Building Relationships: USGC Recognizes Doug Albin For Five Years Of Service

When Doug Albin was growing up in Minnesota, most people knew a farmer or were related to a farmer. Decades later, Albin finds fewer people have connections to agriculture, making building relationships crucial. That effort parallels the work of the U.S. Grains Council (USGC) to establish open conversations between U.S. producers and exporters and their international customers.

“With the Council, it is that personal relationship you make and build up throughout the years – whether it’s with staff, grower leaders, buyers or consumers,” Albin said. “Those relationships are very similar to the relationships that we need to take up and build with the consumers of the United States so that they can trust that what we are doing is in their best interest.”

The Council recognized Albin for five years of service during the organization’s 16th International Marketing Conference and 59th Annual Membership Meeting earlier this year. As part of his representation of the Minnesota Corn Research and Promotion Council, Albin has served on the Asia Advisory Team and participated in the Council’s 2017 corn quality rollout mission in Taiwan. Albin praised the Council for its meaningful work to promote U.S. corn and co-products.

“I will say that the Council is very organized when they put together a program,” Albin said. “The Council sets up an agenda that is very focus-driven, whether it’s a trade mission or it’s a corn quality rollout.”

Albin also highlighted the Council’s promotion of U.S. DDGS, an initiative he emphasized was important to Minnesota Corn. Today, importers and end-users in a diverse set of markets are buying U.S. DDGS, thanks to the 15 years of groundwork done to educate importers and nutritionists about the value of the feed ingredient. Albin highlighted that ability to match technical expertise with the needs of individual markets as a huge benefit of being involved with the Council.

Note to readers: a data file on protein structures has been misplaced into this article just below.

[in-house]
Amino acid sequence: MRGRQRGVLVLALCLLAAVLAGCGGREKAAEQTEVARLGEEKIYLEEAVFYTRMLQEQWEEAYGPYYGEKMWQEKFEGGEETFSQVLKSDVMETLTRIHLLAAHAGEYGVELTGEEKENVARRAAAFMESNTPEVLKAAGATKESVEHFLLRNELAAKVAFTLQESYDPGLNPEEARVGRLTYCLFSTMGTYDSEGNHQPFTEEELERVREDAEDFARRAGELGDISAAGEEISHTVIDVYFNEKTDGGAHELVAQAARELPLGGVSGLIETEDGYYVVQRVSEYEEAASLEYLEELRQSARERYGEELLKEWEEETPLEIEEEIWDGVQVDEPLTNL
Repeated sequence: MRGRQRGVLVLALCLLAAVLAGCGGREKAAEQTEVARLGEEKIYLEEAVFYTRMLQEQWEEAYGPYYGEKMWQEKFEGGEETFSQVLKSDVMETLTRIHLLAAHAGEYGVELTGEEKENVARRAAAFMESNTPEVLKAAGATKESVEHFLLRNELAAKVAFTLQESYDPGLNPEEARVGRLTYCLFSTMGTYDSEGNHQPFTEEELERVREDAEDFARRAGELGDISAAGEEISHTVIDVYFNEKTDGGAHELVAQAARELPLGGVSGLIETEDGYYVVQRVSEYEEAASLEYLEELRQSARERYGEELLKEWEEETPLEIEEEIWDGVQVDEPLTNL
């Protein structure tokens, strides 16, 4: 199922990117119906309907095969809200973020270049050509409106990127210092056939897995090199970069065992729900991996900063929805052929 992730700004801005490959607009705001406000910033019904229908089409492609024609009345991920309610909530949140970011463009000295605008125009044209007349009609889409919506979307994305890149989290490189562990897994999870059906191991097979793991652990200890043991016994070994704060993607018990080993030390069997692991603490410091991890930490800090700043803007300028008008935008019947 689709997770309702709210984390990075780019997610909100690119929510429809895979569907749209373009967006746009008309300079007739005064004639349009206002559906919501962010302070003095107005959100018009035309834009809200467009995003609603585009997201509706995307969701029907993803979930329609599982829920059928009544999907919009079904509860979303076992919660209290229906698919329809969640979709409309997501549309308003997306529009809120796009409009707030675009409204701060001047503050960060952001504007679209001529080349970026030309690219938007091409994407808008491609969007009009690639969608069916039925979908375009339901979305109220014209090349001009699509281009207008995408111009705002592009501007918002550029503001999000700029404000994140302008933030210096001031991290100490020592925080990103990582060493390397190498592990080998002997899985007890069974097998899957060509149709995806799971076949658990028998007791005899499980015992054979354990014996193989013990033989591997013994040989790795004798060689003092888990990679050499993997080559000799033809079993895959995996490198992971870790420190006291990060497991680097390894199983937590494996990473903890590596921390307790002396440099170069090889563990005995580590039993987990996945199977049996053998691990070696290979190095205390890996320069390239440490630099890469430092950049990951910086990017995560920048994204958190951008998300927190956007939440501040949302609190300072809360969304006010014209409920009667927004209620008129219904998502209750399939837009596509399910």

“If Minnesota Corn finds an issue overseas that needs assistance, the Council has access to a nutritionist or a feed specialist who will go and visit with buyers to understand what their needs are and how we can help,” Albin said.

Whether promoting DDGS during an A-team meeting or corn quality on an overseas mission, Albin has seen the importance of building connections and relationships on a universal level.

“One thing that sticks out to me is how important personal relationships are and the continuation of reinforcing those relationships with buyers,” Albin said. “The value of the Council is that we have somebody there – fresh faces that genuinely show interest to the buyers who are interested in how they use our products. We need to keep the relationships going.”